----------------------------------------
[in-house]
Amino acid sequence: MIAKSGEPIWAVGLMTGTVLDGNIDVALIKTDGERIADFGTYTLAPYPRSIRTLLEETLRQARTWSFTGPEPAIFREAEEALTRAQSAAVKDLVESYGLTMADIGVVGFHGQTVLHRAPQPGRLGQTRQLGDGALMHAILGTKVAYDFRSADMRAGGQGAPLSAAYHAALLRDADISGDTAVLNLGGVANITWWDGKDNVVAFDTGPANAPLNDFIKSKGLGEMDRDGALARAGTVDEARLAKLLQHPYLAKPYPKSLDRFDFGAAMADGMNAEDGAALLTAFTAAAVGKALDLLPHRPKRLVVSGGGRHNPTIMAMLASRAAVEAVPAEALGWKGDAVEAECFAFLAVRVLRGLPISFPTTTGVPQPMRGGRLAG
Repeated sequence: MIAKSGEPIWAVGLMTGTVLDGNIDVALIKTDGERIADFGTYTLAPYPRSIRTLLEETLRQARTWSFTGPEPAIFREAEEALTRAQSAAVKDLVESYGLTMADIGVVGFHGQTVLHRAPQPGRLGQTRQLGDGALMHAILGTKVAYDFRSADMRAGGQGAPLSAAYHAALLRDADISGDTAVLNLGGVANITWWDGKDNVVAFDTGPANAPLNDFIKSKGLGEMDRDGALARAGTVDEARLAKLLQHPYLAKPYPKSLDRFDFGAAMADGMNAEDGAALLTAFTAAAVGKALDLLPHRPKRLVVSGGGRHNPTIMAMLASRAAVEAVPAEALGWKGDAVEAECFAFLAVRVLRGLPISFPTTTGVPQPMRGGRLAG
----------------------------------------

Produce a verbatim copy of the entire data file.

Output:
[in-house]
Amino acid sequence: MIAKSGEPIWAVGLMTGTVLDGNIDVALIKTDGERIADFGTYTLAPYPRSIRTLLEETLRQARTWSFTGPEPAIFREAEEALTRAQSAAVKDLVESYGLTMADIGVVGFHGQTVLHRAPQPGRLGQTRQLGDGALMHAILGTKVAYDFRSADMRAGGQGAPLSAAYHAALLRDADISGDTAVLNLGGVANITWWDGKDNVVAFDTGPANAPLNDFIKSKGLGEMDRDGALARAGTVDEARLAKLLQHPYLAKPYPKSLDRFDFGAAMADGMNAEDGAALLTAFTAAAVGKALDLLPHRPKRLVVSGGGRHNPTIMAMLASRAAVEAVPAEALGWKGDAVEAECFAFLAVRVLRGLPISFPTTTGVPQPMRGGRLAG
Repeated sequence: MIAKSGEPIWAVGLMTGTVLDGNIDVALIKTDGERIADFGTYTLAPYPRSIRTLLEETLRQARTWSFTGPEPAIFREAEEALTRAQSAAVKDLVESYGLTMADIGVVGFHGQTVLHRAPQPGRLGQTRQLGDGALMHAILGTKVAYDFRSADMRAGGQGAPLSAAYHAALLRDADISGDTAVLNLGGVANITWWDGKDNVVAFDTGPANAPLNDFIKSKGLGEMDRDGALARAGTVDEARLAKLLQHPYLAKPYPKSLDRFDFGAAMADGMNAEDGAALLTAFTAAAVGKALDLLPHRPKRLVVSGGGRHNPTIMAMLASRAAVEAVPAEALGWKGDAVEAECFAFLAVRVLRGLPISFPTTTGVPQPMRGGRLAG